Ref: SCART-2020-0127

Titan as Revealed by the Cassini Radar

Lopes, R. M. C. ; Wall, S. D. ; Elachi, C. ; Birch, S. P. D. ; Corlies, P. ; Coustenis, A. ; Hayes, A. G. ; Hofgartner, J. D. ; Janssen, M. A. ; Kirk, R. L. ; LeGall, A. ; Lorenz, R. D. ; Lunine, J. I. ; Malaska, M. J. ; Mastroguiseppe, M. ; Mitri, G. ; Neish, C. D. ; Notarnicola, C. ; Paganelli, F. ; Paillou, P. ; Poggiali, V. ; Radebaugh, J. ; Rodriguez, S. ; Schoenfeld, A. ; Soderblom, J. M. ; Solomonidou, A. ; Stofan, E. R. ; Stiles, B. W. ; Tosi, F. ; Turtle, E. P. ; West, R. D. ; Wood, C. A. ; Zebker, H. A. ; Barnes, J. W. ; Casarano, D. ; Encrenaz, P. ; Farr, T. ; Grima, C. ; Hemingway, D. ; Karatekin, Ozgur. ; Lucas, A. ; Mitchell, K. L. ; Ori, G. ; Orosei, R. ; Ries, P. ; Riccio, D. ; Soderblom, L. A. ; Zhang, Z.

published in Space Science Reviews, 215 issue 4 (2019)

Abstract: Titan was a mostly unknown world prior to the Cassini spacecraft's arrival in July 2004. We review the major scientific advances made by Cassini's Titan Radar Mapper (RADAR) during 13 years of Cassini's exploration of Saturn and its moons. RADAR measurements revealed Titan's surface geology, observed lakes and seas of mostly liquid methane in the polar regions, measured the depth of several lakes and seas, detected temporal changes on its surface, and provided key evidence that Titan contains an interior ocean. As a result of the Cassini mission, Titan has gone from an uncharted world to one that exhibits a variety of Earth-like geologic processes and surface-atmosphere interactions. Titan has also joined the ranks of "ocean worlds" along with Enceladus and Europa, which are prime targets for astrobiological research.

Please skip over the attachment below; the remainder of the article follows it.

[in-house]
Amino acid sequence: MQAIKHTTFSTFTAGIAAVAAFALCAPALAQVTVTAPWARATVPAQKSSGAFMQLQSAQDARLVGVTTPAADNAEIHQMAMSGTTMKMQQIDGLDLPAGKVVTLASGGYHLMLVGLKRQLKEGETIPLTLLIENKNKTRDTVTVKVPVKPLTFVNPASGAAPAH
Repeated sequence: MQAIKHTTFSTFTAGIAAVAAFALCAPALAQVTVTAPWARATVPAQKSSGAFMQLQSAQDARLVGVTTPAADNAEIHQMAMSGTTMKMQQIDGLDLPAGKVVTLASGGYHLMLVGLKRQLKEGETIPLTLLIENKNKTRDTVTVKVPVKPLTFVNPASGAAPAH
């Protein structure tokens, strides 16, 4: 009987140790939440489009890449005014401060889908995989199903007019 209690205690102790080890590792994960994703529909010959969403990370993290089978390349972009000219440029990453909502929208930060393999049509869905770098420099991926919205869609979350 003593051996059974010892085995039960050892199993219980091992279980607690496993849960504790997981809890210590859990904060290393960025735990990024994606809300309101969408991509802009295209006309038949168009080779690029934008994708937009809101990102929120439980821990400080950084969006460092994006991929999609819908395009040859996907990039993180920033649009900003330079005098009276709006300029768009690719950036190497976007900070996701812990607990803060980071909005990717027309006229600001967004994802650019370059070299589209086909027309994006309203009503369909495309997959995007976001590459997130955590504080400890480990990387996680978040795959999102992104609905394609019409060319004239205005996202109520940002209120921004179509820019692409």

DOI: 10.1007/s11214-019-0598-6

The record appears in these collections:
Royal Observatory of Belgium > Reference Systems & Planetology
Science Articles > Peer Reviewed Articles

 Record created 2020-06-16, last modified 2020-06-16

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